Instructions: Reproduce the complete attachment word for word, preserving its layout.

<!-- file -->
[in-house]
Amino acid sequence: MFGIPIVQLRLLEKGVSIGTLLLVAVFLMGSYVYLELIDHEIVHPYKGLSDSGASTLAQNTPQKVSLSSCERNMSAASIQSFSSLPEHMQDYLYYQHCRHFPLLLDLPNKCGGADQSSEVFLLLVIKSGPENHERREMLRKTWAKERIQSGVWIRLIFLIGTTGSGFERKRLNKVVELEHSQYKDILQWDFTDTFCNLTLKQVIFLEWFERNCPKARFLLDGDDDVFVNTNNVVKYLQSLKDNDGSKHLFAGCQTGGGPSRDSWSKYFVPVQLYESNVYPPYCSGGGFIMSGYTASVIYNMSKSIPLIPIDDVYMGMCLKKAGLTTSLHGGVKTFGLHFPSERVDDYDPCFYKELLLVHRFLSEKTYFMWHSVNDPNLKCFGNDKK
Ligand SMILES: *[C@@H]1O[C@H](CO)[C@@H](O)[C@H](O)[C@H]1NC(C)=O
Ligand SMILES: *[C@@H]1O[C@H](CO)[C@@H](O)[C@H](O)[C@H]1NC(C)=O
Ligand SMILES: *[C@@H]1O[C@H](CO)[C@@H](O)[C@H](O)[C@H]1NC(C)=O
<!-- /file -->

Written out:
[in-house]
Amino acid sequence: MFGIPIVQLRLLEKGVSIGTLLLVAVFLMGSYVYLELIDHEIVHPYKGLSDSGASTLAQNTPQKVSLSSCERNMSAASIQSFSSLPEHMQDYLYYQHCRHFPLLLDLPNKCGGADQSSEVFLLLVIKSGPENHERREMLRKTWAKERIQSGVWIRLIFLIGTTGSGFERKRLNKVVELEHSQYKDILQWDFTDTFCNLTLKQVIFLEWFERNCPKARFLLDGDDDVFVNTNNVVKYLQSLKDNDGSKHLFAGCQTGGGPSRDSWSKYFVPVQLYESNVYPPYCSGGGFIMSGYTASVIYNMSKSIPLIPIDDVYMGMCLKKAGLTTSLHGGVKTFGLHFPSERVDDYDPCFYKELLLVHRFLSEKTYFMWHSVNDPNLKCFGNDKK
Ligand SMILES: *[C@@H]1O[C@H](CO)[C@@H](O)[C@H](O)[C@H]1NC(C)=O
Ligand SMILES: *[C@@H]1O[C@H](CO)[C@@H](O)[C@H](O)[C@H]1NC(C)=O
Ligand SMILES: *[C@@H]1O[C@H](CO)[C@@H](O)[C@H](O)[C@H]1NC(C)=O